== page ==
Each of the world’s regions has its idiosyncrasies In terms of the factors that drive this market. The U.S. and Western Europe markets are the most mature. The U.S.A. spent more on Self-Paced E-Learning than anywhere else in the world. Western Europe is the world’s second largest buying region for E-Learning products and services but Asia is predicted to outspend Western Europe in E-Learning terms by 2016. In 2012, Bersin & Associates stated that there were some 500 providers in the LMS market and only five of them have more than a 4% market share. According to this, the LMS market was expected to reach $1.9 billion in 2013. However the growth exceeded expectations, closing the year at $2.55 billion.

The Cloud is changing the way Organisations, Employees and Partners interact and collaborate. Within the Cloud solutions universe, Software-as-a-Service (SaaS) is playing a major role. According to Gartner, SaaS will continue to experience healthy growth through 2014 and 2015, when worldwide revenue is projected to reach around $22 billion. Gartner has stated that many Enterprises are now replacing their legacy systems with SaaS-based CRM systems. Enterprise clients also report that SaaS-based CRM systems are delivering new applications that deliver complementary functions which are not possible with older, legacy CRM platforms.

Various surveys and analyses into the reasons behind this big growth in SaaS agree on at least three. SaaS brings:

  • Speed of implementation
  • Savings on capital expenditures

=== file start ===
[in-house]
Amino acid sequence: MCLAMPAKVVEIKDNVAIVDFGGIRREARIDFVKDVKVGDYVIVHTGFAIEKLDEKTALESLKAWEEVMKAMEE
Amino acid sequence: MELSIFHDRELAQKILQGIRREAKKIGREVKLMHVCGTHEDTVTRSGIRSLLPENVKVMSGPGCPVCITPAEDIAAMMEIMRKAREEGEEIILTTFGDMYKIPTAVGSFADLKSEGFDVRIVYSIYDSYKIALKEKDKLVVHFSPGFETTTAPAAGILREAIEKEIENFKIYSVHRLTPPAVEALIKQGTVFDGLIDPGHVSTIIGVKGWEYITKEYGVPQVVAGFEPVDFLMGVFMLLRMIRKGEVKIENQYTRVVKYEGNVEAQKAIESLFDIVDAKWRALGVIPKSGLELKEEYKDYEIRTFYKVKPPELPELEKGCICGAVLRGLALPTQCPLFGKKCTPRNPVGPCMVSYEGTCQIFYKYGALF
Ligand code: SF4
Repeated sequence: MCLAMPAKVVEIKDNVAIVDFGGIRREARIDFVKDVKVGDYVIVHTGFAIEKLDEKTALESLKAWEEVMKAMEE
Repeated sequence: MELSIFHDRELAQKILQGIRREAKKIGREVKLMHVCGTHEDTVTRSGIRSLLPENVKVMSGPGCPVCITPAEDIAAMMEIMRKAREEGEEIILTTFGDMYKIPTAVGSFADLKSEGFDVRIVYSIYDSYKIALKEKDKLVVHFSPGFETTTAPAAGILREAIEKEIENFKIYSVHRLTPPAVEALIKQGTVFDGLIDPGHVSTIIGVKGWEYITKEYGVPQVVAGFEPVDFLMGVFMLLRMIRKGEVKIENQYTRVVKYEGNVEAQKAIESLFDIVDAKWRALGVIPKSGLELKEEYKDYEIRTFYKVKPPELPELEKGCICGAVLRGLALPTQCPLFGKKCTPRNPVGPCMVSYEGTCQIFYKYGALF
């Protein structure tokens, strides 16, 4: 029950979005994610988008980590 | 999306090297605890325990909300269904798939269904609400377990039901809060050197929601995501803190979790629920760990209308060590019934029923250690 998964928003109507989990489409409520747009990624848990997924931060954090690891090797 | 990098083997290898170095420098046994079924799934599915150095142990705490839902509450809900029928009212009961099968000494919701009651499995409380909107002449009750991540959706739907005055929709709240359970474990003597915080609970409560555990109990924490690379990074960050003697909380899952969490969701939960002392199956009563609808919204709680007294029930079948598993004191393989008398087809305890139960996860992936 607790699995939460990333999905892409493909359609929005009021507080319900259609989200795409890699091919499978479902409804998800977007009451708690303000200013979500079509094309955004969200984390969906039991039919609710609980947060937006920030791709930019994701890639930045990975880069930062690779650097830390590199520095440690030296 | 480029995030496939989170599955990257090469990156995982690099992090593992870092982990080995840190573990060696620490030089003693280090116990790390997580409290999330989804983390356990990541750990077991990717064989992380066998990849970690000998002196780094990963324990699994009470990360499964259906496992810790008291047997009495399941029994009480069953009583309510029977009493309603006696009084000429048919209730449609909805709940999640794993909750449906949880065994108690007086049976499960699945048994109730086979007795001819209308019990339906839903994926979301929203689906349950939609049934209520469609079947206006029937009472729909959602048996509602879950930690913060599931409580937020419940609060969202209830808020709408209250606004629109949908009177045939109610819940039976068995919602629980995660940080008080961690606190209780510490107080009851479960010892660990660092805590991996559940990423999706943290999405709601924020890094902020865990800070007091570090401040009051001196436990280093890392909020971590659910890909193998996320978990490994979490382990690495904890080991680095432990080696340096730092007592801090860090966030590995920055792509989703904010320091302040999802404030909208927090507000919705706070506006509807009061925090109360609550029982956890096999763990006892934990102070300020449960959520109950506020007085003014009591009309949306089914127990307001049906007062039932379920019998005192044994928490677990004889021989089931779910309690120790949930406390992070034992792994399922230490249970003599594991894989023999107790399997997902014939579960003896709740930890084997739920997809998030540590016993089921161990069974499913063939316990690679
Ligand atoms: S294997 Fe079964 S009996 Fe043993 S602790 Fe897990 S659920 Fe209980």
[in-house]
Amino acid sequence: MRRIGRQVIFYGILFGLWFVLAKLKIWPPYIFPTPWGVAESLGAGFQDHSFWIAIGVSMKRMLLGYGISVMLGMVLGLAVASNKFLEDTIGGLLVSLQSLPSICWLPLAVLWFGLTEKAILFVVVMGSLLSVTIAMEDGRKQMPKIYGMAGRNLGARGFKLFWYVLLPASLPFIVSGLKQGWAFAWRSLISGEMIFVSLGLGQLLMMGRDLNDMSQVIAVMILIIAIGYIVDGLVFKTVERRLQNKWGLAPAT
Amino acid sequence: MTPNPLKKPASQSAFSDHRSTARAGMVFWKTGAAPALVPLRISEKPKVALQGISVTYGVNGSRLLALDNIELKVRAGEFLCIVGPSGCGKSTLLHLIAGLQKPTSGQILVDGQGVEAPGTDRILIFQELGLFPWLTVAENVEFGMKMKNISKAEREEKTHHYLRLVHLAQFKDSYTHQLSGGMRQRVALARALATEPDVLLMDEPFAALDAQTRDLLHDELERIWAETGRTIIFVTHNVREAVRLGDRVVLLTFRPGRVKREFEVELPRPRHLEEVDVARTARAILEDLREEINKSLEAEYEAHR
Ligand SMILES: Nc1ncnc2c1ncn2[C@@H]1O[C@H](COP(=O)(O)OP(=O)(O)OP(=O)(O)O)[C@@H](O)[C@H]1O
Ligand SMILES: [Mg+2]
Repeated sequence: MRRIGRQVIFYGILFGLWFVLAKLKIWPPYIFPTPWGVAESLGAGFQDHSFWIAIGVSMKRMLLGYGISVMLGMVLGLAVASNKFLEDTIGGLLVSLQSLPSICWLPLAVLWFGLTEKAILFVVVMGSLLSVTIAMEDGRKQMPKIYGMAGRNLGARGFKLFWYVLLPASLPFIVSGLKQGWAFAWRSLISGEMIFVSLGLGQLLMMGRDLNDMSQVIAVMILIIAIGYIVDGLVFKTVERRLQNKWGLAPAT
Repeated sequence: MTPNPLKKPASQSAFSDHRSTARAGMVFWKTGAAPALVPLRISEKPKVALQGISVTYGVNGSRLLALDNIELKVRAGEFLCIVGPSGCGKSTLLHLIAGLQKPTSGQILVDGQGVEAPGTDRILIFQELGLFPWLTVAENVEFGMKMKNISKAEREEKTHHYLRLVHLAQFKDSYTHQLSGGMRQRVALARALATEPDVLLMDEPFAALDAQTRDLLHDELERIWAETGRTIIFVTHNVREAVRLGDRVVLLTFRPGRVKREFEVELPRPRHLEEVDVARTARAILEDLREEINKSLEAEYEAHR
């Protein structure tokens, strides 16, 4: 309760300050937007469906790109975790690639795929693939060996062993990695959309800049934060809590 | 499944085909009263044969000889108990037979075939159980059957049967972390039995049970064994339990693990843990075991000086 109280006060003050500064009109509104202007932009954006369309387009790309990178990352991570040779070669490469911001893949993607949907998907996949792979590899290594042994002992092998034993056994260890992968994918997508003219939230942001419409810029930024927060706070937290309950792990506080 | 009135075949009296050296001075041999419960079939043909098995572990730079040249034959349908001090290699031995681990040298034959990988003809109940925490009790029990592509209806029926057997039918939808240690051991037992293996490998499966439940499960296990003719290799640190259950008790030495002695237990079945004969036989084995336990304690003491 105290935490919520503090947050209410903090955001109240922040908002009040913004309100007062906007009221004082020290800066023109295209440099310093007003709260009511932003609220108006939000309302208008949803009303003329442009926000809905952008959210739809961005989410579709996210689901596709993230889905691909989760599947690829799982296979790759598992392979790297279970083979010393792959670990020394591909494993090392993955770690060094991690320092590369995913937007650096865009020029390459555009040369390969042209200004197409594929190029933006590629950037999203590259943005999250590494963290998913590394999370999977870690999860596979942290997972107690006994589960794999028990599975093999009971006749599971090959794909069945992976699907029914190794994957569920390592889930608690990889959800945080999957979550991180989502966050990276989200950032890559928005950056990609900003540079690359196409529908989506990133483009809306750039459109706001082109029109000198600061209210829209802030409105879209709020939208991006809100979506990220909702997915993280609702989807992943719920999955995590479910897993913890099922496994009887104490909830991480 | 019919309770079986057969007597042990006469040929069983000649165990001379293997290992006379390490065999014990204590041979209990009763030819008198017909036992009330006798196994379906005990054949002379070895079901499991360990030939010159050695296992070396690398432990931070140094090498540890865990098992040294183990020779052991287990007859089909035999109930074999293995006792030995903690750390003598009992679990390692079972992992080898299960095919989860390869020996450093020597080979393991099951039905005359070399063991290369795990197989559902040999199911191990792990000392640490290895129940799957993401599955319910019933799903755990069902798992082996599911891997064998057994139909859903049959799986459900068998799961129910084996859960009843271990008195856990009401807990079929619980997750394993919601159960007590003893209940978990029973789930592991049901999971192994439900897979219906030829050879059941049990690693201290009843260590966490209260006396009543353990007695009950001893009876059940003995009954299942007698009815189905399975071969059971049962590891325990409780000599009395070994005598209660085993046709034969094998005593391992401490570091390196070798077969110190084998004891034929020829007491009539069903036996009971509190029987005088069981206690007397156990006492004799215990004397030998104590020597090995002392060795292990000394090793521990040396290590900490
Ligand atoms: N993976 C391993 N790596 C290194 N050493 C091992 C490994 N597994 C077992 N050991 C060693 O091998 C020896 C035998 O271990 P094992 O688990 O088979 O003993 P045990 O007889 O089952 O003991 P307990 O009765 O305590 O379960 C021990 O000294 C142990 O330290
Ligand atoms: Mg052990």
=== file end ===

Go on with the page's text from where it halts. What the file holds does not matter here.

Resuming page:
• Savings in terms of operational expenses

The SaaS model is also playing a major role in helping to increase the size of the E-Learning market. Small and Medium-sized Enterprises (SMEs), as well as large Corporations are making the adoption of a SaaS LMS a key priority. In particular, large Corporations are switching to a SaaS LMS from in-house LMS solutions or they are now using a SaaS LMS as a secondary learning system for special training purposes.

E-Learning is subjected to the influences of sales trends related to smart connected devices and the Internet megatrend (that is, the spread of the Internet in the world).

According to IDC, the number of PCs will fall from 28.7% of the device market in 2013 to 13% in 2017. Tablets will increase from 11.8% in 2013 to 16.5% by 2017, and smartphones will increase from 59.5% to 70.5%.

The new frontier to address is the trend towards Bring Your Own Device (BYOD) — where individuals take their personal (usually mobile) devices to workplaces. Increasingly, these seem to be being used to help their owners perform work activities (including formal training), both in and out of the workplace. Smartphones are the most common examples of these devices but employees often also use their tablets or laptops in the workplace.